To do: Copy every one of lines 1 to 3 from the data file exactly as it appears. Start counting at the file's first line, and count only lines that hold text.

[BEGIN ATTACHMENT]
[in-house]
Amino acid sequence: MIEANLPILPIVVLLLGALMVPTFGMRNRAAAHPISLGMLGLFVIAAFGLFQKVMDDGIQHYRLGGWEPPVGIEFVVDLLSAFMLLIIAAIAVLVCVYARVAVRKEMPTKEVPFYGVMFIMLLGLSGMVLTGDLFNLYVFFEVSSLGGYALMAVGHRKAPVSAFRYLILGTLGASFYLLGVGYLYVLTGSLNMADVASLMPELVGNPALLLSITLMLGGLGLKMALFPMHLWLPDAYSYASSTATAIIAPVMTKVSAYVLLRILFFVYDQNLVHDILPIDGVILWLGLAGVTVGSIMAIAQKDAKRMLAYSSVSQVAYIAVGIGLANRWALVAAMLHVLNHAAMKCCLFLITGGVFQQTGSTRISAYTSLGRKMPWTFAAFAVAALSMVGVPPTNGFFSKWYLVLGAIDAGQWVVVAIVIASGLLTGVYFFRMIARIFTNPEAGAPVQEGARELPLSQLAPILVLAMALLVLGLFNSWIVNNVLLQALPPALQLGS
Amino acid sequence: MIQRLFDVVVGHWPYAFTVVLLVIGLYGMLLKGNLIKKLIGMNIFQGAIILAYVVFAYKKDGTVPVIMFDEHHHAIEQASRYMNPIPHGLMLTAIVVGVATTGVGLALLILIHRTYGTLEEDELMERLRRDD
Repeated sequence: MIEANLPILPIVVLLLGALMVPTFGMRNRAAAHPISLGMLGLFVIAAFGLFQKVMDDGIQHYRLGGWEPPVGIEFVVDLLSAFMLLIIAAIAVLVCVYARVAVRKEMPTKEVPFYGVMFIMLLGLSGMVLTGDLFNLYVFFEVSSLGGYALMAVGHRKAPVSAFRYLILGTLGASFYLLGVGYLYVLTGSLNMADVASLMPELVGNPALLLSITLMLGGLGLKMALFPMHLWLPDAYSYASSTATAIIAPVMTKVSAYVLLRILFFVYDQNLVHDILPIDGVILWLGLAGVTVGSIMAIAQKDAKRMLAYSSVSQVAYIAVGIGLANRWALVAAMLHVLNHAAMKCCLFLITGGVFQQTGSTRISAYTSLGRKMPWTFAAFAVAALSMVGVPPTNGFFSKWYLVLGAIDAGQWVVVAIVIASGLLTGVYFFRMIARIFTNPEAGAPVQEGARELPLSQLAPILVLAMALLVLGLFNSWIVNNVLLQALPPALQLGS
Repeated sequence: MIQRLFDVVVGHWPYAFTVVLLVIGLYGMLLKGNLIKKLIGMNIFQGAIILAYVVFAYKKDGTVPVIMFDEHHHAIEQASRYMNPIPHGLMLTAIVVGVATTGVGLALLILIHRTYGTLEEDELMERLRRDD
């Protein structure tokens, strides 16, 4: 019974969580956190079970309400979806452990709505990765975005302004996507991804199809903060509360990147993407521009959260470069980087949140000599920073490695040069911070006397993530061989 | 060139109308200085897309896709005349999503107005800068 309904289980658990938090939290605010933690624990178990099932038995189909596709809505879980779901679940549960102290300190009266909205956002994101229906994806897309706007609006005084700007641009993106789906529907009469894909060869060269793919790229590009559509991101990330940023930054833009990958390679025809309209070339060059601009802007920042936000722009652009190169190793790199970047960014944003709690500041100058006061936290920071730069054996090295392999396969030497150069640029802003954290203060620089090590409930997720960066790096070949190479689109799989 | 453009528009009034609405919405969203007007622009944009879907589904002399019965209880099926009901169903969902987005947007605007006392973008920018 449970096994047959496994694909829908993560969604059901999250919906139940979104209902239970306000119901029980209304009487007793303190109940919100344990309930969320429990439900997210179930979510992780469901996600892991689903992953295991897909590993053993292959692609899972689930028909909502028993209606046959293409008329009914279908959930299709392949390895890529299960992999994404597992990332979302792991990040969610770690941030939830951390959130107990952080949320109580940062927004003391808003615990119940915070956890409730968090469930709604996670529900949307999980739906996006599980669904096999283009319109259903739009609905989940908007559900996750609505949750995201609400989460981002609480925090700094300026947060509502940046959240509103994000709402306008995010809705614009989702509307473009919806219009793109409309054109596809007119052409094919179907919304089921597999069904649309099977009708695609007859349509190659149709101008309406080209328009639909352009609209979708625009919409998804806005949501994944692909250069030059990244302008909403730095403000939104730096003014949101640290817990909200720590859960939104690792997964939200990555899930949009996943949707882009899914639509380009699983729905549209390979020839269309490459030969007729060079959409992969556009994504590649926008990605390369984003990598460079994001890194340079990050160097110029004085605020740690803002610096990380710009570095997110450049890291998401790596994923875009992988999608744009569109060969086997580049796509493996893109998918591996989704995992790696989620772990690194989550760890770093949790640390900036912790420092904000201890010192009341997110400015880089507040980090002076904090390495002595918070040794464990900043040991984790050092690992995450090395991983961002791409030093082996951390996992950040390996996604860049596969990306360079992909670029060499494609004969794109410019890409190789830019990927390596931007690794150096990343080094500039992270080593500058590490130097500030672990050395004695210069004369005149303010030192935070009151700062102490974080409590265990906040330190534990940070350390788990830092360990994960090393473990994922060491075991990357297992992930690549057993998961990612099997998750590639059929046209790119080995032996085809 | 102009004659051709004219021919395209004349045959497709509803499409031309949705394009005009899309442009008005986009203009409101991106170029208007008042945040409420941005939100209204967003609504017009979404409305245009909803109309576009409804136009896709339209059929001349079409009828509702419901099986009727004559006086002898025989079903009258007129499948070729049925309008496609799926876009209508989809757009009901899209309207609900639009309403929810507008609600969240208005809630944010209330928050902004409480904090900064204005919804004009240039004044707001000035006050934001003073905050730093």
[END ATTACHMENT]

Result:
[in-house]
Amino acid sequence: MIEANLPILPIVVLLLGALMVPTFGMRNRAAAHPISLGMLGLFVIAAFGLFQKVMDDGIQHYRLGGWEPPVGIEFVVDLLSAFMLLIIAAIAVLVCVYARVAVRKEMPTKEVPFYGVMFIMLLGLSGMVLTGDLFNLYVFFEVSSLGGYALMAVGHRKAPVSAFRYLILGTLGASFYLLGVGYLYVLTGSLNMADVASLMPELVGNPALLLSITLMLGGLGLKMALFPMHLWLPDAYSYASSTATAIIAPVMTKVSAYVLLRILFFVYDQNLVHDILPIDGVILWLGLAGVTVGSIMAIAQKDAKRMLAYSSVSQVAYIAVGIGLANRWALVAAMLHVLNHAAMKCCLFLITGGVFQQTGSTRISAYTSLGRKMPWTFAAFAVAALSMVGVPPTNGFFSKWYLVLGAIDAGQWVVVAIVIASGLLTGVYFFRMIARIFTNPEAGAPVQEGARELPLSQLAPILVLAMALLVLGLFNSWIVNNVLLQALPPALQLGS
Amino acid sequence: MIQRLFDVVVGHWPYAFTVVLLVIGLYGMLLKGNLIKKLIGMNIFQGAIILAYVVFAYKKDGTVPVIMFDEHHHAIEQASRYMNPIPHGLMLTAIVVGVATTGVGLALLILIHRTYGTLEEDELMERLRRDD